Because porn is self-centered and self-serving, it doesn’t require that husbands be lovers of their wives. In the counterfeit world of porn, sex simply involves an image or video, masturbation and orgasm. The sexual arousal is immediate and gratification is instant — it’s all about personal pleasure. In fantasyland, it’s easy to pursue a perfectly air-brushed woman who acts like a nymphomaniac, never has a headache, needs no foreplay and requires no ongoing relationship. Porn rewires the brain to focus on “you” — not on intimacy.
God-honoring and marriage-honoring sex is about self-giving love. Righteous sex is about self-sacrifice. It joins two people together in love and should always strengthen a relationship rather than weaken it. The opposite of God’s design for sex between a husband and wife can be seen in the use of porn where satisfaction is always at the expense of your spouse — because it’s all about you. God created sex to be about love, sacrifice, mutual respect, dignity and care between a husband and wife. Great sex happens when the focus is on serving each other and not on getting our own needs met.
Because in this short article I couldn’t possibly address how to heal from pornography, I encourage you to check out Focus on the Family’s Pure Intimacy website for help with the pain of pornography and sexual brokenness.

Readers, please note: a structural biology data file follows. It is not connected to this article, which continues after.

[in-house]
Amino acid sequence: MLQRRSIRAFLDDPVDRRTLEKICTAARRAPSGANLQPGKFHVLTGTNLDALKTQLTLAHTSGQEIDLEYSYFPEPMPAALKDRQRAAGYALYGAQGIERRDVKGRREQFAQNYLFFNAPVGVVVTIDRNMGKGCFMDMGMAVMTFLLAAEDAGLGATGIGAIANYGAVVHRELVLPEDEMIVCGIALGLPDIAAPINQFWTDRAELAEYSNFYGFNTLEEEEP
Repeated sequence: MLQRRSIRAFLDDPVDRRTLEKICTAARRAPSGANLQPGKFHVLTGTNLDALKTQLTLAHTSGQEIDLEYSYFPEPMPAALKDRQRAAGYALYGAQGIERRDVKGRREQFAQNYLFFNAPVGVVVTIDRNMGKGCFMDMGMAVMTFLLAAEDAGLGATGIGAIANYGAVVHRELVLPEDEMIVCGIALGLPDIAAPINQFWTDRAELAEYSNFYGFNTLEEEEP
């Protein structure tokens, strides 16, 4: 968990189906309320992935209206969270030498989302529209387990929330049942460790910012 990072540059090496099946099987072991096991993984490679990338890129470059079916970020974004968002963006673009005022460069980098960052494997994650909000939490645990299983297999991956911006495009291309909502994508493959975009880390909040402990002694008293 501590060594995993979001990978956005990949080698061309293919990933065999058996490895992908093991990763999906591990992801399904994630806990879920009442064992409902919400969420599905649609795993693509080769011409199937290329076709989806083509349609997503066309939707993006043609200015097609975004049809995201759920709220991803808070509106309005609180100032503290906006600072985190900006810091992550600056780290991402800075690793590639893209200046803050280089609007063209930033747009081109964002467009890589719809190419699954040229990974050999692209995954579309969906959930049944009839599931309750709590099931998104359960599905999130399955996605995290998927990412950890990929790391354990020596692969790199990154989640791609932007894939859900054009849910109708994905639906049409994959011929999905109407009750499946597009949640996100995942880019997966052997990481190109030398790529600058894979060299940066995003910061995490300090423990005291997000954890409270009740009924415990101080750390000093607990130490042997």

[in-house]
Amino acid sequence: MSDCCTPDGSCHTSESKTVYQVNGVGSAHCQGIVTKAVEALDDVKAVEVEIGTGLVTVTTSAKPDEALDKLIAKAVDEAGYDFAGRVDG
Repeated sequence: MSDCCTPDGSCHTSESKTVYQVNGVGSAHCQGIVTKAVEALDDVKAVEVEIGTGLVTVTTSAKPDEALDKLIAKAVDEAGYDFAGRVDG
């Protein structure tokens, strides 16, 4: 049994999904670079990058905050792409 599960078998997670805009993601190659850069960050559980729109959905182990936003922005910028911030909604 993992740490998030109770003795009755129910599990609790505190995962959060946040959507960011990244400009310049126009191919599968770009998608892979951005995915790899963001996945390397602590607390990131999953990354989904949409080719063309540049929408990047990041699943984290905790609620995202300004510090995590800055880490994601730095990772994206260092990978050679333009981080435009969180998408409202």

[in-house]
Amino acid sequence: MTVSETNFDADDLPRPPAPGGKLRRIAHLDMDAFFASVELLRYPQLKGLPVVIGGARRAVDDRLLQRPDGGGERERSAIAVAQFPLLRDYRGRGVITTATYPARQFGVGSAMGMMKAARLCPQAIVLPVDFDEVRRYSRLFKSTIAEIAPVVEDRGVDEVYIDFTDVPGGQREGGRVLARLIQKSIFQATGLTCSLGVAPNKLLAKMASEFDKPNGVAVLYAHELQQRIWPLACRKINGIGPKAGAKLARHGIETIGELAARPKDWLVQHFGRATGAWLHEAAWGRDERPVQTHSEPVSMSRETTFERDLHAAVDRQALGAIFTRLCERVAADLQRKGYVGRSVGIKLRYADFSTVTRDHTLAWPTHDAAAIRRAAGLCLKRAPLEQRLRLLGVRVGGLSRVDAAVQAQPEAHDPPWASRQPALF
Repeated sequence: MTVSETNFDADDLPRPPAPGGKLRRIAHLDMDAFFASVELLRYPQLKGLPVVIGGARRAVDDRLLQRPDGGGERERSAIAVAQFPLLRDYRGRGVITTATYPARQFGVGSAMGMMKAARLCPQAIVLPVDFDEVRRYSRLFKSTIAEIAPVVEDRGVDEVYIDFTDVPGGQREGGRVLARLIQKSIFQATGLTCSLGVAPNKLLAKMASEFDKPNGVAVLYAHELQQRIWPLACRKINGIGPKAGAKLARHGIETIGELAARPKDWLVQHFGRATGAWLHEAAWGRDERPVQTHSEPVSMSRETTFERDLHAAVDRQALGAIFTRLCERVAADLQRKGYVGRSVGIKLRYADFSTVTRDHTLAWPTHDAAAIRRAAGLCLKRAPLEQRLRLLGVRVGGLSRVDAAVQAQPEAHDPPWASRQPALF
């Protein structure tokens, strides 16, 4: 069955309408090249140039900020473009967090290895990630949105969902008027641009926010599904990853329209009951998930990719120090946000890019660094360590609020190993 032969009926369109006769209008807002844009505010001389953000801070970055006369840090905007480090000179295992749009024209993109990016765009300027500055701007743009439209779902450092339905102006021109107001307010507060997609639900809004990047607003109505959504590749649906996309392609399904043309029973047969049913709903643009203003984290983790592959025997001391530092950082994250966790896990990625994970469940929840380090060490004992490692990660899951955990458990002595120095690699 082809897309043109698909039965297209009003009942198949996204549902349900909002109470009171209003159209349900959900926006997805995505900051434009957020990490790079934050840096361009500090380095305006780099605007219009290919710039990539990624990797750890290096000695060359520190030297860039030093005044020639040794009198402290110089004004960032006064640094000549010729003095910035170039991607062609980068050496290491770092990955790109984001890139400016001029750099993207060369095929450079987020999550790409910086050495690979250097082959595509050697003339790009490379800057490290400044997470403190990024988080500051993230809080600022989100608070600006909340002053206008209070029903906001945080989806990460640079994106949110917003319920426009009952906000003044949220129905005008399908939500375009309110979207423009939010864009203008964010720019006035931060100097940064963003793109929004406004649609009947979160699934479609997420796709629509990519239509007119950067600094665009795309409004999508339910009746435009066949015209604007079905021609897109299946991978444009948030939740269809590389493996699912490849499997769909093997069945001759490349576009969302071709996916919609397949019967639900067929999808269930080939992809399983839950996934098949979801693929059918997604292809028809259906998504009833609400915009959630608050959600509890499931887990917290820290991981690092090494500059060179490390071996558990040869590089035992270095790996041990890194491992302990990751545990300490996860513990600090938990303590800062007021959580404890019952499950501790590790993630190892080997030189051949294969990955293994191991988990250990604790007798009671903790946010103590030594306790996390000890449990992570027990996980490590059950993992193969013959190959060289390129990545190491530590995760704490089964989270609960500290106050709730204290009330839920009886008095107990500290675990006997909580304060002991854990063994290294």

After the secret is exposed
Porn is often seen as the easy road to sexual fulfillment because it’s so readily accessible. Pastor Jonathan Holmes explains it this way: “It is easier to type in a web address then it is to pursue intimacy with my wife. It is easier to view pornography for a few fleeting moments than to build a deep and abiding relationship with my wife. It is easier to selfishly fulfill my desires with no expectation of self-giving, self-sacrificing love for my spouse.”
There is a wonderful wedding vow in the Book of Common Prayer. As the groom places the ring on his bride’s finger, he says: “With this ring I thee wed, with my body I thee worship.…” Now consider Webster’s definition of worship as “the extravagant respect or admiration for or devotion to an object of esteem.” I love this definition as it applies to healing a marriage that has been ravished by pornography.